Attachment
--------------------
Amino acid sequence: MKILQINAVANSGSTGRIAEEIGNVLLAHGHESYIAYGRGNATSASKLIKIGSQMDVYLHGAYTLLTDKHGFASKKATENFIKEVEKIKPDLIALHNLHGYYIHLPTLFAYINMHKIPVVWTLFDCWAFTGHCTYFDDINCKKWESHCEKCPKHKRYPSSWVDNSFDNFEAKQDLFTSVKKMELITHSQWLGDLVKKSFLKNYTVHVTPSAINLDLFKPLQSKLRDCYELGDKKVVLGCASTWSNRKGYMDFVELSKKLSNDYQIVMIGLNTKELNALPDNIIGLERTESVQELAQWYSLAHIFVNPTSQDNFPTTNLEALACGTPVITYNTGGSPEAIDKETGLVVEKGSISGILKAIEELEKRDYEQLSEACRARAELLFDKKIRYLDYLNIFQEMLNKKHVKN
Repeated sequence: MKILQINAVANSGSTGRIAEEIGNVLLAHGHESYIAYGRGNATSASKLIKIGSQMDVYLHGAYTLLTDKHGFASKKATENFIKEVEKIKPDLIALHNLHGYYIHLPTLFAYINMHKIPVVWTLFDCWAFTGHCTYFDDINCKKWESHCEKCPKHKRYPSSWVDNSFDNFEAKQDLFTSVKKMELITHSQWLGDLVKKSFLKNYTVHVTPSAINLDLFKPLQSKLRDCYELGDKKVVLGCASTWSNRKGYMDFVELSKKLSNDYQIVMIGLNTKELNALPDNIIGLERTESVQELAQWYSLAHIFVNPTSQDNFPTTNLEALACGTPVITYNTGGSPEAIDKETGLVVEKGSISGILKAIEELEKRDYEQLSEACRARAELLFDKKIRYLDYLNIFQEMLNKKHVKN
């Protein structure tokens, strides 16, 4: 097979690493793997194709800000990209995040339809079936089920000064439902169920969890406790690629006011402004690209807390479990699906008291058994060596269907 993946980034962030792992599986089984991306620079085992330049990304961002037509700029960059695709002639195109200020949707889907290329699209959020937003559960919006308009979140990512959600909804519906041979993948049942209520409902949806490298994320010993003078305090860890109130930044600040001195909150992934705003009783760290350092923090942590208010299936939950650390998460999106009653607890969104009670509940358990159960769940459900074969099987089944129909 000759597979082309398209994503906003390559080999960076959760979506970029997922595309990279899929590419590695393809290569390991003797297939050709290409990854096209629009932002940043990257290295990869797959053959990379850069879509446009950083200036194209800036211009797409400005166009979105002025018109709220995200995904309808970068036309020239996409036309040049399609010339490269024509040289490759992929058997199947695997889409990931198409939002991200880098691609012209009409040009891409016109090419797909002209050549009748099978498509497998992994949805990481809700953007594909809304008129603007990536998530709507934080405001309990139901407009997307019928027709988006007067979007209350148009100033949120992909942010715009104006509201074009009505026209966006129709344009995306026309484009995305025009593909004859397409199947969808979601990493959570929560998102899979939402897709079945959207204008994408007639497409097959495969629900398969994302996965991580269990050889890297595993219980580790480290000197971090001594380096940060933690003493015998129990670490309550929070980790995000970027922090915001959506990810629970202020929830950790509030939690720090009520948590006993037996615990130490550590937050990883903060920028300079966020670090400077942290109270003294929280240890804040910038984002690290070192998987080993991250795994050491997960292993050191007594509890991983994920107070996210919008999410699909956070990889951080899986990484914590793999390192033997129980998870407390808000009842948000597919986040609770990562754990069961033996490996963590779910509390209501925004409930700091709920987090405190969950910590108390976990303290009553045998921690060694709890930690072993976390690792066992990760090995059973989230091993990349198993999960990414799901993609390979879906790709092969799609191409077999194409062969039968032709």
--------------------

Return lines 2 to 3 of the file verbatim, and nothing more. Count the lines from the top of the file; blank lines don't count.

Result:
Repeated sequence: MKILQINAVANSGSTGRIAEEIGNVLLAHGHESYIAYGRGNATSASKLIKIGSQMDVYLHGAYTLLTDKHGFASKKATENFIKEVEKIKPDLIALHNLHGYYIHLPTLFAYINMHKIPVVWTLFDCWAFTGHCTYFDDINCKKWESHCEKCPKHKRYPSSWVDNSFDNFEAKQDLFTSVKKMELITHSQWLGDLVKKSFLKNYTVHVTPSAINLDLFKPLQSKLRDCYELGDKKVVLGCASTWSNRKGYMDFVELSKKLSNDYQIVMIGLNTKELNALPDNIIGLERTESVQELAQWYSLAHIFVNPTSQDNFPTTNLEALACGTPVITYNTGGSPEAIDKETGLVVEKGSISGILKAIEELEKRDYEQLSEACRARAELLFDKKIRYLDYLNIFQEMLNKKHVKN
């Protein structure tokens, strides 16, 4: 097979690493793997194709800000990209995040339809079936089920000064439902169920969890406790690629006011402004690209807390479990699906008291058994060596269907 993946980034962030792992599986089984991306620079085992330049990304961002037509700029960059695709002639195109200020949707889907290329699209959020937003559960919006308009979140990512959600909804519906041979993948049942209520409902949806490298994320010993003078305090860890109130930044600040001195909150992934705003009783760290350092923090942590208010299936939950650390998460999106009653607890969104009670509940358990159960769940459900074969099987089944129909 000759597979082309398209994503906003390559080999960076959760979506970029997922595309990279899929590419590695393809290569390991003797297939050709290409990854096209629009932002940043990257290295990869797959053959990379850069879509446009950083200036194209800036211009797409400005166009979105002025018109709220995200995904309808970068036309020239996409036309040049399609010339490269024509040289490759992929058997199947695997889409990931198409939002991200880098691609012209009409040009891409016109090419797909002209050549009748099978498509497998992994949805990481809700953007594909809304008129603007990536998530709507934080405001309990139901407009997307019928027709988006007067979007209350148009100033949120992909942010715009104006509201074009009505026209966006129709344009995306026309484009995305025009593909004859397409199947969808979601990493959570929560998102899979939402897709079945959207204008994408007639497409097959495969629900398969994302996965991580269990050889890297595993219980580790480290000197971090001594380096940060933690003493015998129990670490309550929070980790995000970027922090915001959506990810629970202020929830950790509030939690720090009520948590006993037996615990130490550590937050990883903060920028300079966020670090400077942290109270003294929280240890804040910038984002690290070192998987080993991250795994050491997960292993050191007594509890991983994920107070996210919008999410699909956070990889951080899986990484914590793999390192033997129980998870407390808000009842948000597919986040609770990562754990069961033996490996963590779910509390209501925004409930700091709920987090405190969950910590108390976990303290009553045998921690060694709890930690072993976390690792066992990760090995059973989230091993990349198993999960990414799901993609390979879906790709092969799609191409077999194409062969039968032709």